It was a heart-rending story with an emotional impact capable of fundamentally shifting the race for the nation’s highest office.
And the man at the center of it says it never happened.
Vice President Joe Biden’s son, Beau, tragically died of brain cancer at age 46 on May 30, 2015.
Stories began to circulate that Beau’s dying wish was for his father to run for president, injecting a powerful emotional narrative into the growing cries for him to join the 2016 presidential race. Many sought an alternative to Hillary Clinton, who’s candidacy was beginning to look damaged from the controversy over her use of a personal email server while serving as secretary of State.
Yet, on 60 Minutes Sunday night, Biden said the stories of Beau’s dying request were the stuff of Hollywood fantasy.
“Beau all along thought that I should run and I could win,” Biden said, “but there was not — what is sort of made out as this Hollywood-esque thing — that at the last minute Beau grabbed my hand and said, ‘Dad you’ve got to run,’ like, ‘Win one for the Gipper.’ Wasn’t anything like that.”
Biden explained that he simply didn’t run because he didn’t think he could win.
“I’ll be very blunt,” he said. “If I thought we could have put together the campaign that our supporters and our contributors deserved I would have gone ahead and done it.”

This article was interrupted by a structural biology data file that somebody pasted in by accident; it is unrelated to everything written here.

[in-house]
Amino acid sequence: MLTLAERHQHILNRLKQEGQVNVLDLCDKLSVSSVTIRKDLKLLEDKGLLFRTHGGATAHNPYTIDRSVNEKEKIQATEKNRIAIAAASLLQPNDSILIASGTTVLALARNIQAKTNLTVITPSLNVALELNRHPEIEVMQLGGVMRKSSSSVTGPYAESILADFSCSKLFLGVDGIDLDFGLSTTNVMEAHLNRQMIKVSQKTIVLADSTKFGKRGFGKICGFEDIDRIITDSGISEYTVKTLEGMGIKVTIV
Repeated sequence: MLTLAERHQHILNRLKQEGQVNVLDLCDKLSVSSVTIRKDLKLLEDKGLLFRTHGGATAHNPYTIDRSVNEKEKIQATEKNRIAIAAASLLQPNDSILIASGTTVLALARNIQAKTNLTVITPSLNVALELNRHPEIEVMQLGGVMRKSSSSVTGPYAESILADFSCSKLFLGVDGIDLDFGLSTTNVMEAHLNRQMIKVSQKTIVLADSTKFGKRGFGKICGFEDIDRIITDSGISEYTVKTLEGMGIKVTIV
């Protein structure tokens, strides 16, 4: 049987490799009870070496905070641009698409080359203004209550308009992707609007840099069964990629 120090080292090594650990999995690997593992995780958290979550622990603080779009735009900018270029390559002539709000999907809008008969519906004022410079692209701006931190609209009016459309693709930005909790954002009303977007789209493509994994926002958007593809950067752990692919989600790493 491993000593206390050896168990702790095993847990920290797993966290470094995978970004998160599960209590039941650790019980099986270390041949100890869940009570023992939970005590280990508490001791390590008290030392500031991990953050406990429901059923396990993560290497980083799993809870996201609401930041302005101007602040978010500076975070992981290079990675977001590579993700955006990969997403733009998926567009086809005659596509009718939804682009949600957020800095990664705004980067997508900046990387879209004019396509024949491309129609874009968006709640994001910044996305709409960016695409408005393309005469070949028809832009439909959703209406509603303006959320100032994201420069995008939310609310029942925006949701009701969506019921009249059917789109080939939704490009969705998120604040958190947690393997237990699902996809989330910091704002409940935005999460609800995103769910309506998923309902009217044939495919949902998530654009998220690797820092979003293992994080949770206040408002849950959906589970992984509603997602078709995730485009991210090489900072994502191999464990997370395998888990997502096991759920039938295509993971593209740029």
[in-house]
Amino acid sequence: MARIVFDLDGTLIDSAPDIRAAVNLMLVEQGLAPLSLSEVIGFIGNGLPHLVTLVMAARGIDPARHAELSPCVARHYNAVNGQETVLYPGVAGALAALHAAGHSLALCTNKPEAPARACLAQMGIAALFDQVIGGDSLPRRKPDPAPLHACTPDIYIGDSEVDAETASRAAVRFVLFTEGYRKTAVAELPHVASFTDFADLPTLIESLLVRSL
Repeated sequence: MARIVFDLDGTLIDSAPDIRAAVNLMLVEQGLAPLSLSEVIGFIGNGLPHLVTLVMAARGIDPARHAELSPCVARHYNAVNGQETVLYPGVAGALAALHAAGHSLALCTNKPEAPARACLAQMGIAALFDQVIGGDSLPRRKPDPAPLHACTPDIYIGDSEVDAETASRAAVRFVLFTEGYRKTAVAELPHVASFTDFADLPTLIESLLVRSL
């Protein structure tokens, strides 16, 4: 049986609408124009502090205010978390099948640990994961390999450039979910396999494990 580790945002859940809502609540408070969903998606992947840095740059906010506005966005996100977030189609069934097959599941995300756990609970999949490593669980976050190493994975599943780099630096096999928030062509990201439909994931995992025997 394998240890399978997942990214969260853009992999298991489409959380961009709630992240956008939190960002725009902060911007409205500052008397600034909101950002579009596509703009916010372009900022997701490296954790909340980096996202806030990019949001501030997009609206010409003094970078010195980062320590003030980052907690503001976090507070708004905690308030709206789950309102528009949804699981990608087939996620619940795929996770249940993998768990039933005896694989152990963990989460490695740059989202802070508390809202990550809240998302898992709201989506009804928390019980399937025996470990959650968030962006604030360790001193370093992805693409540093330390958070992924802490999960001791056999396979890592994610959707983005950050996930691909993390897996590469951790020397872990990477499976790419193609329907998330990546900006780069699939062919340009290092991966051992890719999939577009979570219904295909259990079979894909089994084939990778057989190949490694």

It was a difficult decision, and “It took that long for us to decide as a family.”
In the end, Biden felt that the loss of his son was too much to bear while trying to run a presidential campaign.
“Dealing with the loss of Beau, any parent listening who’s lost a child knows that it doesn’t follow schedules of primaries and caucuses and contributors and the like,” he said. “Everybody grieves at a different pace.”
His wife, Jill, who was present for part of the interview, said she was “disappointed” her husband decided not to run. “I thought Joe would be a great president,” she said.
Biden said that he will never run for political office again, but he stressed that he wants to keep his finger in the pie.
“I do want to influence the Democratic Party,” the vice president said. “I want to make no bones about that. I don’t want the party walking away from what Barack and I did.”
Biden said his decision about whether or not to run was about whether he could do the best job as president, and in no way about running to stop Clinton.
He seemed to prickle a bit at the suggestion that he decided not to run because of Clinton’s strong performance in the first Democratic debate.
“I’ve debated Hillary 13 times in national presidential debates,” he said. “I know Hillary, I know her debating skills, and I know mine. I never had any doubt about her intellect or her capacity to debate.”
As to rumors that he can’t stand the former secretary of State, Biden said, “Go back and find anybody who says that for the four years we worked together Hillary and I weren’t friends.”
Biden said he was “disappointed” in the the current Republican front-runner, Donald Trump, for his “attack on all immigrants.”
“I thnk that is beneath the country,” he said. “I don’t think it’s where the American people are, and I really hope he doesn’t believe it.”
Biden expressed optimism that the administration’s final year will be a productive one. He hopes the president can generate support behind a “moon shot” to jump start research into a cure for cancer. He also hopes the administration will have some luck working with Congress if Rep. Paul Ryan is elected speaker.
“I think we can make some real progress — particularly with Paul Ryan, who’s a good guy — on working toward an accomodation on the budget and on keeping government open.”